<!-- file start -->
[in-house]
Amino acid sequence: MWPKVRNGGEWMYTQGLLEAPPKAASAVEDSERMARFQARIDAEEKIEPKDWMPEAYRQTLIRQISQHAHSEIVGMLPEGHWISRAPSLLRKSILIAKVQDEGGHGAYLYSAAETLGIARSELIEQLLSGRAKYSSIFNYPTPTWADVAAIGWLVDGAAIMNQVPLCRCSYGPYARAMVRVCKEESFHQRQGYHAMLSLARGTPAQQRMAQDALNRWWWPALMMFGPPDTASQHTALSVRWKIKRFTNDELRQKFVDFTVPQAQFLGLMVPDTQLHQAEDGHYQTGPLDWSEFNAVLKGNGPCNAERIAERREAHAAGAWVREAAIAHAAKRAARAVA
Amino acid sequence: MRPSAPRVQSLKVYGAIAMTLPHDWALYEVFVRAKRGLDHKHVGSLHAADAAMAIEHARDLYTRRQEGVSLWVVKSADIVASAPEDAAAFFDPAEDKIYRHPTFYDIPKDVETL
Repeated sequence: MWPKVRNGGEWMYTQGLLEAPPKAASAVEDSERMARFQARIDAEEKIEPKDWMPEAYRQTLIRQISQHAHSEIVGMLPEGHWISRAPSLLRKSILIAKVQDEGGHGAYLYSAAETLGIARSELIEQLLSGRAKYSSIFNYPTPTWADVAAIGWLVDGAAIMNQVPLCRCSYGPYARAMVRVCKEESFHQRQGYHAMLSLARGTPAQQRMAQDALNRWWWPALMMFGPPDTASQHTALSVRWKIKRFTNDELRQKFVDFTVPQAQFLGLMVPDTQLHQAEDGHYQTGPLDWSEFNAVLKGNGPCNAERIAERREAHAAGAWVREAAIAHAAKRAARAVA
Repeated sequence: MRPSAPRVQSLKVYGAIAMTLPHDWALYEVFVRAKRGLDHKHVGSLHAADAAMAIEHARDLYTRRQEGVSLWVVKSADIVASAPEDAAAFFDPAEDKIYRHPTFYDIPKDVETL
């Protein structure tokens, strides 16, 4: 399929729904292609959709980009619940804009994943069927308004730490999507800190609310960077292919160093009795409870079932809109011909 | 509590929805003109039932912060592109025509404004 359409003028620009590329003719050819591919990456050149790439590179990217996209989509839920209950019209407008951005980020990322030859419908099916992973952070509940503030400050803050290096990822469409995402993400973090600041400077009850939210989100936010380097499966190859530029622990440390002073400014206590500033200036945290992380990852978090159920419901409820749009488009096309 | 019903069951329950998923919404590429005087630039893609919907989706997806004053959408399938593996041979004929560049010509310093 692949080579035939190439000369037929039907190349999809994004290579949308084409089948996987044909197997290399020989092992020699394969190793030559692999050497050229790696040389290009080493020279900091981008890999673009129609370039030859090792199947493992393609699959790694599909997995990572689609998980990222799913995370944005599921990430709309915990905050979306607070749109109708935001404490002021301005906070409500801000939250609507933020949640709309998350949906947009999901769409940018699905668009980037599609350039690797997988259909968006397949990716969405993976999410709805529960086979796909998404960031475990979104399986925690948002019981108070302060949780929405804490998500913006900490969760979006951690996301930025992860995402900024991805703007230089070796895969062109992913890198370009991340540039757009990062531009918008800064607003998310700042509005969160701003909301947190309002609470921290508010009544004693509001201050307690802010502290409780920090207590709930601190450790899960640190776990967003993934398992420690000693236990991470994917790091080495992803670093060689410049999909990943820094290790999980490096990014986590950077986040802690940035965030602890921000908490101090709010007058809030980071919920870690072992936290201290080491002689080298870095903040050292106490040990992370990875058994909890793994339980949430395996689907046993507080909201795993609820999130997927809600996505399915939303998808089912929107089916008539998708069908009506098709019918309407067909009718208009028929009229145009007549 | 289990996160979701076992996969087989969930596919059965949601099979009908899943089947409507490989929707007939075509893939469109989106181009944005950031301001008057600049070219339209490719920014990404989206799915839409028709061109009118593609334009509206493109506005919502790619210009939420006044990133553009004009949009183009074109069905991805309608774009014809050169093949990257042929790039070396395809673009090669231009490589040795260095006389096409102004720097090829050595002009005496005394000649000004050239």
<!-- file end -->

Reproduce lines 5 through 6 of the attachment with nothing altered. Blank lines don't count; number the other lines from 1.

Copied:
Repeated sequence: MRPSAPRVQSLKVYGAIAMTLPHDWALYEVFVRAKRGLDHKHVGSLHAADAAMAIEHARDLYTRRQEGVSLWVVKSADIVASAPEDAAAFFDPAEDKIYRHPTFYDIPKDVETL
């Protein structure tokens, strides 16, 4: 399929729904292609959709980009619940804009994943069927308004730490999507800190609310960077292919160093009795409870079932809109011909 | 509590929805003109039932912060592109025509404004 359409003028620009590329003719050819591919990456050149790439590179990217996209989509839920209950019209407008951005980020990322030859419908099916992973952070509940503030400050803050290096990822469409995402993400973090600041400077009850939210989100936010380097499966190859530029622990440390002073400014206590500033200036945290992380990852978090159920419901409820749009488009096309 | 019903069951329950998923919404590429005087630039893609919907989706997806004053959408399938593996041979004929560049010509310093 692949080579035939190439000369037929039907190349999809994004290579949308084409089948996987044909197997290399020989092992020699394969190793030559692999050497050229790696040389290009080493020279900091981008890999673009129609370039030859090792199947493992393609699959790694599909997995990572689609998980990222799913995370944005599921990430709309915990905050979306607070749109109708935001404490002021301005906070409500801000939250609507933020949640709309998350949906947009999901769409940018699905668009980037599609350039690797997988259909968006397949990716969405993976999410709805529960086979796909998404960031475990979104399986925690948002019981108070302060949780929405804490998500913006900490969760979006951690996301930025992860995402900024991805703007230089070796895969062109992913890198370009991340540039757009990062531009918008800064607003998310700042509005969160701003909301947190309002609470921290508010009544004693509001201050307690802010502290409780920090207590709930601190450790899960640190776990967003993934398992420690000693236990991470994917790091080495992803670093060689410049999909990943820094290790999980490096990014986590950077986040802690940035965030602890921000908490101090709010007058809030980071919920870690072992936290201290080491002689080298870095903040050292106490040990992370990875058994909890793994339980949430395996689907046993507080909201795993609820999130997927809600996505399915939303998808089912929107089916008539998708069908009506098709019918309407067909009718208009028929009229145009007549 | 289990996160979701076992996969087989969930596919059965949601099979009908899943089947409507490989929707007939075509893939469109989106181009944005950031301001008057600049070219339209490719920014990404989206799915839409028709061109009118593609334009509206493109506005919502790619210009939420006044990133553009004009949009183009074109069905991805309608774009014809050169093949990257042929790039070396395809673009090669231009490589040795260095006389096409102004720097090829050595002009005496005394000649000004050239």